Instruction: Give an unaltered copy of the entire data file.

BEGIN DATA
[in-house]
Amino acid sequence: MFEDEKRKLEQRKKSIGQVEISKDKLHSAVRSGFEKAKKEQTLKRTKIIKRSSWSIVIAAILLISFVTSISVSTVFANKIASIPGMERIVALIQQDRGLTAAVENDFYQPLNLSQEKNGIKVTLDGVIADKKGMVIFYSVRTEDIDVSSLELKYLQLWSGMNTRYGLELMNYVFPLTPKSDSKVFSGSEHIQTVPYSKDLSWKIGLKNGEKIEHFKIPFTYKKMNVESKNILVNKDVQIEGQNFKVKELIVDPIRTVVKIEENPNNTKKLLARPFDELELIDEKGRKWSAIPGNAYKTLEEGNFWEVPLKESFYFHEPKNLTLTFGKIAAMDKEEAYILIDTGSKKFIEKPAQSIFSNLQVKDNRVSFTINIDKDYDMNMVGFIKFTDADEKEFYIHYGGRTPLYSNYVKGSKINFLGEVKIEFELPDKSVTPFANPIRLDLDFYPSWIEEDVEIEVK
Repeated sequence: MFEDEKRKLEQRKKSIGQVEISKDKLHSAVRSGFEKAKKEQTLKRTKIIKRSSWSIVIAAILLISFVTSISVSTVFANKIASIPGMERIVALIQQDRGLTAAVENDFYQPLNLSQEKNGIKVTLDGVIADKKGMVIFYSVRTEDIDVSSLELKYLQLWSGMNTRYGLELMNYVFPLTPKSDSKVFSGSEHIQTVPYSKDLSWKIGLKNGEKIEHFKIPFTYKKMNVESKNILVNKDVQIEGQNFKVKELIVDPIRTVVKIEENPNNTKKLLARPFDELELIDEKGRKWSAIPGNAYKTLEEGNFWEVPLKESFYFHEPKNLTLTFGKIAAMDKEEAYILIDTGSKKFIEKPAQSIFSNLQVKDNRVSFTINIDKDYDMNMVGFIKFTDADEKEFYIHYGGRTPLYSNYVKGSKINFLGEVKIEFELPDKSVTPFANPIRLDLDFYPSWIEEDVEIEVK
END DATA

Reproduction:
[in-house]
Amino acid sequence: MFEDEKRKLEQRKKSIGQVEISKDKLHSAVRSGFEKAKKEQTLKRTKIIKRSSWSIVIAAILLISFVTSISVSTVFANKIASIPGMERIVALIQQDRGLTAAVENDFYQPLNLSQEKNGIKVTLDGVIADKKGMVIFYSVRTEDIDVSSLELKYLQLWSGMNTRYGLELMNYVFPLTPKSDSKVFSGSEHIQTVPYSKDLSWKIGLKNGEKIEHFKIPFTYKKMNVESKNILVNKDVQIEGQNFKVKELIVDPIRTVVKIEENPNNTKKLLARPFDELELIDEKGRKWSAIPGNAYKTLEEGNFWEVPLKESFYFHEPKNLTLTFGKIAAMDKEEAYILIDTGSKKFIEKPAQSIFSNLQVKDNRVSFTINIDKDYDMNMVGFIKFTDADEKEFYIHYGGRTPLYSNYVKGSKINFLGEVKIEFELPDKSVTPFANPIRLDLDFYPSWIEEDVEIEVK
Repeated sequence: MFEDEKRKLEQRKKSIGQVEISKDKLHSAVRSGFEKAKKEQTLKRTKIIKRSSWSIVIAAILLISFVTSISVSTVFANKIASIPGMERIVALIQQDRGLTAAVENDFYQPLNLSQEKNGIKVTLDGVIADKKGMVIFYSVRTEDIDVSSLELKYLQLWSGMNTRYGLELMNYVFPLTPKSDSKVFSGSEHIQTVPYSKDLSWKIGLKNGEKIEHFKIPFTYKKMNVESKNILVNKDVQIEGQNFKVKELIVDPIRTVVKIEENPNNTKKLLARPFDELELIDEKGRKWSAIPGNAYKTLEEGNFWEVPLKESFYFHEPKNLTLTFGKIAAMDKEEAYILIDTGSKKFIEKPAQSIFSNLQVKDNRVSFTINIDKDYDMNMVGFIKFTDADEKEFYIHYGGRTPLYSNYVKGSKINFLGEVKIEFELPDKSVTPFANPIRLDLDFYPSWIEEDVEIEVK